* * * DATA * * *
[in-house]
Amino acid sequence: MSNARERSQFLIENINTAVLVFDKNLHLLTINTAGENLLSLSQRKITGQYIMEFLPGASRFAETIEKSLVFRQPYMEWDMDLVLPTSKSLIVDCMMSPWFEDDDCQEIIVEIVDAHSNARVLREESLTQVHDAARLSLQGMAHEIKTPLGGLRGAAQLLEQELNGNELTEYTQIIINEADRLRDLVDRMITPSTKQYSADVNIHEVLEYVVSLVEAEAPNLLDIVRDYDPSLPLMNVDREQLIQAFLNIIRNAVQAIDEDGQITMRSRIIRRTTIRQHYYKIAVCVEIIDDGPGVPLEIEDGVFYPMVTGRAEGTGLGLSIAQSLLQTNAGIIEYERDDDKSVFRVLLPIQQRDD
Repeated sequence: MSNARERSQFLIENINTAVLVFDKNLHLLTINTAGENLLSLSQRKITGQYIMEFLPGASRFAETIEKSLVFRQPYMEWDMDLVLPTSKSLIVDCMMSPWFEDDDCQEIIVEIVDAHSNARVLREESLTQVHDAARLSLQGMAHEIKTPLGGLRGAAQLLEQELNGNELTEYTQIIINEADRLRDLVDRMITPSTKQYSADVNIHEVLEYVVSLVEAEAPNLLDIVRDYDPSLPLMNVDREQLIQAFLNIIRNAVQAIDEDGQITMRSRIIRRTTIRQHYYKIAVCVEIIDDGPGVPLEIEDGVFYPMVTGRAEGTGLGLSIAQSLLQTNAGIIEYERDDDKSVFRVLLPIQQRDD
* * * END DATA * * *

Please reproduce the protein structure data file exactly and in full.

[in-house]
Amino acid sequence: MSNARERSQFLIENINTAVLVFDKNLHLLTINTAGENLLSLSQRKITGQYIMEFLPGASRFAETIEKSLVFRQPYMEWDMDLVLPTSKSLIVDCMMSPWFEDDDCQEIIVEIVDAHSNARVLREESLTQVHDAARLSLQGMAHEIKTPLGGLRGAAQLLEQELNGNELTEYTQIIINEADRLRDLVDRMITPSTKQYSADVNIHEVLEYVVSLVEAEAPNLLDIVRDYDPSLPLMNVDREQLIQAFLNIIRNAVQAIDEDGQITMRSRIIRRTTIRQHYYKIAVCVEIIDDGPGVPLEIEDGVFYPMVTGRAEGTGLGLSIAQSLLQTNAGIIEYERDDDKSVFRVLLPIQQRDD
Repeated sequence: MSNARERSQFLIENINTAVLVFDKNLHLLTINTAGENLLSLSQRKITGQYIMEFLPGASRFAETIEKSLVFRQPYMEWDMDLVLPTSKSLIVDCMMSPWFEDDDCQEIIVEIVDAHSNARVLREESLTQVHDAARLSLQGMAHEIKTPLGGLRGAAQLLEQELNGNELTEYTQIIINEADRLRDLVDRMITPSTKQYSADVNIHEVLEYVVSLVEAEAPNLLDIVRDYDPSLPLMNVDREQLIQAFLNIIRNAVQAIDEDGQITMRSRIIRRTTIRQHYYKIAVCVEIIDDGPGVPLEIEDGVFYPMVTGRAEGTGLGLSIAQSLLQTNAGIIEYERDDDKSVFRVLLPIQQRDD